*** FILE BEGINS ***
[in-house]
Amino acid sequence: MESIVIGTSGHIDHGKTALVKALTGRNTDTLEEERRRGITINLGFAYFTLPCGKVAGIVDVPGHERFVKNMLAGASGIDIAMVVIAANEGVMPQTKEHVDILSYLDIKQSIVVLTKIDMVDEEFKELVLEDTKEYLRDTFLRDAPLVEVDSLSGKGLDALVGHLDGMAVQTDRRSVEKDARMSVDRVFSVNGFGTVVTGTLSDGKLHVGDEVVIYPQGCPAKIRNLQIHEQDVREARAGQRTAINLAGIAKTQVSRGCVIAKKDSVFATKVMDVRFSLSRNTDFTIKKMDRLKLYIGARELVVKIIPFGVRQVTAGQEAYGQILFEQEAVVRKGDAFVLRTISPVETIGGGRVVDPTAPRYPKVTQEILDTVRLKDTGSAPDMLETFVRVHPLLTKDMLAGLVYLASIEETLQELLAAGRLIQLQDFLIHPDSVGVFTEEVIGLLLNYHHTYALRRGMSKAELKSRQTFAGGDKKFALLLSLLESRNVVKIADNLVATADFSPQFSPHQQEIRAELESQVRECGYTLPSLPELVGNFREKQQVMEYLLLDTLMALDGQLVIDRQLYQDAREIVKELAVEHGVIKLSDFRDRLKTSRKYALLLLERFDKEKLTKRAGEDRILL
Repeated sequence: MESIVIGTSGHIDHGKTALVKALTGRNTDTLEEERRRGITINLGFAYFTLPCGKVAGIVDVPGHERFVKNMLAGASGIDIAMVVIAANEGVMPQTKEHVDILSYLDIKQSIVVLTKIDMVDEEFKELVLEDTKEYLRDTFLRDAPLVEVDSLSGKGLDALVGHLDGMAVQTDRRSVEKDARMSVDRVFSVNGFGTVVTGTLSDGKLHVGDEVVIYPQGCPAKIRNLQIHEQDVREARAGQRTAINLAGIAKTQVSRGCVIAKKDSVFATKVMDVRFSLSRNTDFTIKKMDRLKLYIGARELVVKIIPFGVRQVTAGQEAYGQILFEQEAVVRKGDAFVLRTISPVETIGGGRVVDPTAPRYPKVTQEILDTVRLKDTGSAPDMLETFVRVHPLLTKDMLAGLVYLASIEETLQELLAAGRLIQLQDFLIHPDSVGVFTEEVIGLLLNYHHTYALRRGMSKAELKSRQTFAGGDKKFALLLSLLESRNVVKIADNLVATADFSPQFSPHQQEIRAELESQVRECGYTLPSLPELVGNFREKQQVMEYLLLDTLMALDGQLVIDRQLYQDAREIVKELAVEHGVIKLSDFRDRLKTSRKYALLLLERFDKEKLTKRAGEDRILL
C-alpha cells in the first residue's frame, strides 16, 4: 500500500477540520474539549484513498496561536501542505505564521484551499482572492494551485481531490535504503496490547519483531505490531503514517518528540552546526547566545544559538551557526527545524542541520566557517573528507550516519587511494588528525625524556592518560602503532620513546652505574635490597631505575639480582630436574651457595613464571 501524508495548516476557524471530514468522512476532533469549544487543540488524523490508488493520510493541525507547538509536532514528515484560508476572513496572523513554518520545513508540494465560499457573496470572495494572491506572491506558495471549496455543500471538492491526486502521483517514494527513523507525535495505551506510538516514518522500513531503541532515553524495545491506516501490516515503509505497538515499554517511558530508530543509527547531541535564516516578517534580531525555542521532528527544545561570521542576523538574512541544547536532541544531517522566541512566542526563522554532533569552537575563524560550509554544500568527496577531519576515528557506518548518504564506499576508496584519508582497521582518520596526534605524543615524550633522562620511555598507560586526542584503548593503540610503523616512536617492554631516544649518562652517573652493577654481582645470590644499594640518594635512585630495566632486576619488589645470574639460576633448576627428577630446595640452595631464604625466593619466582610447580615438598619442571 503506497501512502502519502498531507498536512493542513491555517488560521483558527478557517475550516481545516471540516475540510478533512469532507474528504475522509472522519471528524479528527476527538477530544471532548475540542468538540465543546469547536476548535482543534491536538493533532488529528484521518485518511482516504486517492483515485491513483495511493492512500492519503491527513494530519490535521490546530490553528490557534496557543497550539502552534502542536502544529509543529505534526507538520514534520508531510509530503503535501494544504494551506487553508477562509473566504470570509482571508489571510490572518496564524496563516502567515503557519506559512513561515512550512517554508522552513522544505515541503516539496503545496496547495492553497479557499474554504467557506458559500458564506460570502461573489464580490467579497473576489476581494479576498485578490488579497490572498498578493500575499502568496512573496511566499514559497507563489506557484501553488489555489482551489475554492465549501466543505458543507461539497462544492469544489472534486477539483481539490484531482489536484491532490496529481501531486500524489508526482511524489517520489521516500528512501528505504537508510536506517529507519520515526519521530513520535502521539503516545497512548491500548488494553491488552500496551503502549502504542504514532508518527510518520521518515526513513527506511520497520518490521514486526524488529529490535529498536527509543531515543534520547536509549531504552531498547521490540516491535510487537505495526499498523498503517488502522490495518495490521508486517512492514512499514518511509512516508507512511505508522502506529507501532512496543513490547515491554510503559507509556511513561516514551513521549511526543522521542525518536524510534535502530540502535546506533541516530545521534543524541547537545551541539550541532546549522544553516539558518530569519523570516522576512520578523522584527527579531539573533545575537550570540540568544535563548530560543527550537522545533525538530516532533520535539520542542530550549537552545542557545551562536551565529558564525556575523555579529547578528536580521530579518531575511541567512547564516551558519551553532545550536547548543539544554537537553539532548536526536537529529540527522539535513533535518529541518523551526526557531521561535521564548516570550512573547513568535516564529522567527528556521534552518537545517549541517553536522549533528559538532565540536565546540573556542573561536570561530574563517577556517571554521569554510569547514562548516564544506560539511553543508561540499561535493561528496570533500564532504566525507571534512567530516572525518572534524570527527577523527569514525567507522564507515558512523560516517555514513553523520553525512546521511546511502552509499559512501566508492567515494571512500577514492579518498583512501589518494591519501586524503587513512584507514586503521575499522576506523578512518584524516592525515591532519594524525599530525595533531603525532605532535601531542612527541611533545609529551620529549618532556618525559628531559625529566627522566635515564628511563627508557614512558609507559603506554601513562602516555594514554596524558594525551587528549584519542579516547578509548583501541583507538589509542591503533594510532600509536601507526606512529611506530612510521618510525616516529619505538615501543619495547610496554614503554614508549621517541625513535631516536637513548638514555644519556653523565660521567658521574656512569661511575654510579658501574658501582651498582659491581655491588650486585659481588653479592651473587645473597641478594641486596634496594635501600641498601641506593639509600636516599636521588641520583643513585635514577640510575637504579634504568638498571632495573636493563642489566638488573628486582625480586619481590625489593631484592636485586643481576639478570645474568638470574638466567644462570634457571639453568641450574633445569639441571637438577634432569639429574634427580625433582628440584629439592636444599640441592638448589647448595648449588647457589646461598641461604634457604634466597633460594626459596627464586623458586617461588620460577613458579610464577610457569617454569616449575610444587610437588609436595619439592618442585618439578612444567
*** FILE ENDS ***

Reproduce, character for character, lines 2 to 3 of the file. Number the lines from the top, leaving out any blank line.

Amino acid sequence: MESIVIGTSGHIDHGKTALVKALTGRNTDTLEEERRRGITINLGFAYFTLPCGKVAGIVDVPGHERFVKNMLAGASGIDIAMVVIAANEGVMPQTKEHVDILSYLDIKQSIVVLTKIDMVDEEFKELVLEDTKEYLRDTFLRDAPLVEVDSLSGKGLDALVGHLDGMAVQTDRRSVEKDARMSVDRVFSVNGFGTVVTGTLSDGKLHVGDEVVIYPQGCPAKIRNLQIHEQDVREARAGQRTAINLAGIAKTQVSRGCVIAKKDSVFATKVMDVRFSLSRNTDFTIKKMDRLKLYIGARELVVKIIPFGVRQVTAGQEAYGQILFEQEAVVRKGDAFVLRTISPVETIGGGRVVDPTAPRYPKVTQEILDTVRLKDTGSAPDMLETFVRVHPLLTKDMLAGLVYLASIEETLQELLAAGRLIQLQDFLIHPDSVGVFTEEVIGLLLNYHHTYALRRGMSKAELKSRQTFAGGDKKFALLLSLLESRNVVKIADNLVATADFSPQFSPHQQEIRAELESQVRECGYTLPSLPELVGNFREKQQVMEYLLLDTLMALDGQLVIDRQLYQDAREIVKELAVEHGVIKLSDFRDRLKTSRKYALLLLERFDKEKLTKRAGEDRILL
Repeated sequence: MESIVIGTSGHIDHGKTALVKALTGRNTDTLEEERRRGITINLGFAYFTLPCGKVAGIVDVPGHERFVKNMLAGASGIDIAMVVIAANEGVMPQTKEHVDILSYLDIKQSIVVLTKIDMVDEEFKELVLEDTKEYLRDTFLRDAPLVEVDSLSGKGLDALVGHLDGMAVQTDRRSVEKDARMSVDRVFSVNGFGTVVTGTLSDGKLHVGDEVVIYPQGCPAKIRNLQIHEQDVREARAGQRTAINLAGIAKTQVSRGCVIAKKDSVFATKVMDVRFSLSRNTDFTIKKMDRLKLYIGARELVVKIIPFGVRQVTAGQEAYGQILFEQEAVVRKGDAFVLRTISPVETIGGGRVVDPTAPRYPKVTQEILDTVRLKDTGSAPDMLETFVRVHPLLTKDMLAGLVYLASIEETLQELLAAGRLIQLQDFLIHPDSVGVFTEEVIGLLLNYHHTYALRRGMSKAELKSRQTFAGGDKKFALLLSLLESRNVVKIADNLVATADFSPQFSPHQQEIRAELESQVRECGYTLPSLPELVGNFREKQQVMEYLLLDTLMALDGQLVIDRQLYQDAREIVKELAVEHGVIKLSDFRDRLKTSRKYALLLLERFDKEKLTKRAGEDRILL